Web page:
Beyond the junk food hurdle, I am not worrying about carbs or calories. I regret ever counting calories, since I know so thoroughly now that caloric restriction will not give me long-term health. If that's a new concept for you, Matt Stone's guest post at Belly Fat Loser is one of his less-bastardy pieces, and nails many of the flaws in the diet industry's arguments. However, rather than dwelling on the past, I am eating what I want, when I'm hungry, and stopping when I have had enough. I haven't perfected this yet since my satiety is all over the place and I never seem to feel full when I'm eating fruit. The key here is probably that I'm actually rarely hungry, but I feel like eating, so I eat. I'm on holidays and the weather is terrible - tropical humidity and rain, in Victoria! I'm also taking care of the kitten, so I'm inside most of the time, with nothing to do except sit and watch movies and read and become bored ;) But I'm not worrying about it, because it's worse to worry (stress) about things than just live.
Beyond not counting carbs or calories, I have the aim of not really worrying about food at all. As Jon says in his meditation CD, "it's just there.. and it's just not that exciting anymore". I'm not sure how successful I'll be in this area, given that I'm a foodie and like being creative in the kitchen, but we'll see how I go! I try not to think about what my next meal will be, I'm not intending to actively fast, and so on.
Not all of my 'therapy' revolves around food though - I am also taking advantage of my down-time at home by stopping to think about everything I have, and appreciating things rather than being critical. Sometimes this is laughable - my kitten broke my skin by accident whilst we were playing, so I had to stop myself from feeling hurt and instead think about all the fun we were having despite the incident! Cynical me pipes up occasionally to point out the hippy-dippy-ness of this, but then I laugh at that little voice, and it all ends up positive. I hope I can keep it up!
Every night I listen to Jon's meditation/visualisation recording as I go to sleep, and I'm interested in trying to incorporate more visualisation into my day. His ideas have been reinforced from many other sources, but for ease of reference I'll stick with his work since it's readily available online, his book is quite affordable, and he lives in Australia! ;)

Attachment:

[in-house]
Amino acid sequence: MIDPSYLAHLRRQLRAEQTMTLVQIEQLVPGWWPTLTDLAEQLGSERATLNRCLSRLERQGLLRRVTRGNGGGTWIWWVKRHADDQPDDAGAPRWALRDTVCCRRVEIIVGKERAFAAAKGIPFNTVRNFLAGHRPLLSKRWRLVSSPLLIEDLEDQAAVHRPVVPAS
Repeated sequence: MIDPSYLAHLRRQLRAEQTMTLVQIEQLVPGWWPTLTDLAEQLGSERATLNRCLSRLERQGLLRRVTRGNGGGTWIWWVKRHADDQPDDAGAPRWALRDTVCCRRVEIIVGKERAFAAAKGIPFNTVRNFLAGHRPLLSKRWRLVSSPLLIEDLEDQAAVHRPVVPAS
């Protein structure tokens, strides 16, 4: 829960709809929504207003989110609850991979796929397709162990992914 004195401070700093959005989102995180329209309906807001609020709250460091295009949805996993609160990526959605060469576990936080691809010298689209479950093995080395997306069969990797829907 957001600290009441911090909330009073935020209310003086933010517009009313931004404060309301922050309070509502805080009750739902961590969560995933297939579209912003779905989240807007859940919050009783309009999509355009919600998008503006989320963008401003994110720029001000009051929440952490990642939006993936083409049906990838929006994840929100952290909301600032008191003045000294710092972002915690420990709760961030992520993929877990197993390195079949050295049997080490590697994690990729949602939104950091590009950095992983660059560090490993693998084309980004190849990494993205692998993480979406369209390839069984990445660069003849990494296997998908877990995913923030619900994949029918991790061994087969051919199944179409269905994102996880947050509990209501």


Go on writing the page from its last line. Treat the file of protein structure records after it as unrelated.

The one area I'm not currently succeeding in is the physical activity component, but I'm not going to force myself to get active if I don't feel like it. I've done bits of belly dancing and some push-ups & sit-ups when I've felt fidgety - and feeling fidgety itself is a wonderful sign of health! I was always someone who could melt into the sofa and watch TV for hours, but now I need something to keep my hands busy (my jewellery-making has continued to thrive!) and I change position quite often. I'm keen to get back to my belly dancing classes, but the teacher tends to be quite negative and we often have one or more students feeling down at some point in the class. The last class before Christmas break, this was me, since I felt unfairly picked on, so there's a bit of a dark cloud there to break through before I will actively want to return. Hopefully I will feel better about it all by next Monday! In the meantime I have DVDs I can play if I feel the urge - but with this hot weather, jumping around in the stuffy TV room is the last thing I want to do!
So that's where I'm at. I'm feeling quite happy, light and playful, I'm letting go of things that have bothered me in the past, I'm developing a healthier attitude to food and my body, and am hoping that his will have positive returns in not only restoring my state of mind but also getting my body's fat stores burning. I will still design healthy meals and share them here, and continue sharing my journey with you. I am experiencing many internal rewards already, which fuels my efforts as intrinsic motivation.
And my extrinsic motivation? I have a colleague who is incredibly fat and incredibly negative. No matter the topic, she'll find fault and voice her criticisms loudly and proudly. She lives on doughnuts and other carby nasties. Just recently, she was diagnosed with and treated for breast cancer. She hasn't changed much, is still very negative, but sometimes she looks on the lighter side of things. I don't want to be seen as negative, especially if those vibes result in obesity and cancer formation! On the other hand, the colleague who is lovely and loved by everyone, who is pretty care-free and laid-back, is also very thin. She also lives on doughnuts and other carby nasties, but doesn't sweat it. I know that she might suffer from her food choices down the track, but what is more damaging - conventional 'nutrition', or attitude? I can't be sure, so I'll be covering both bases as much as I can - but I won't be letting the former control the latter.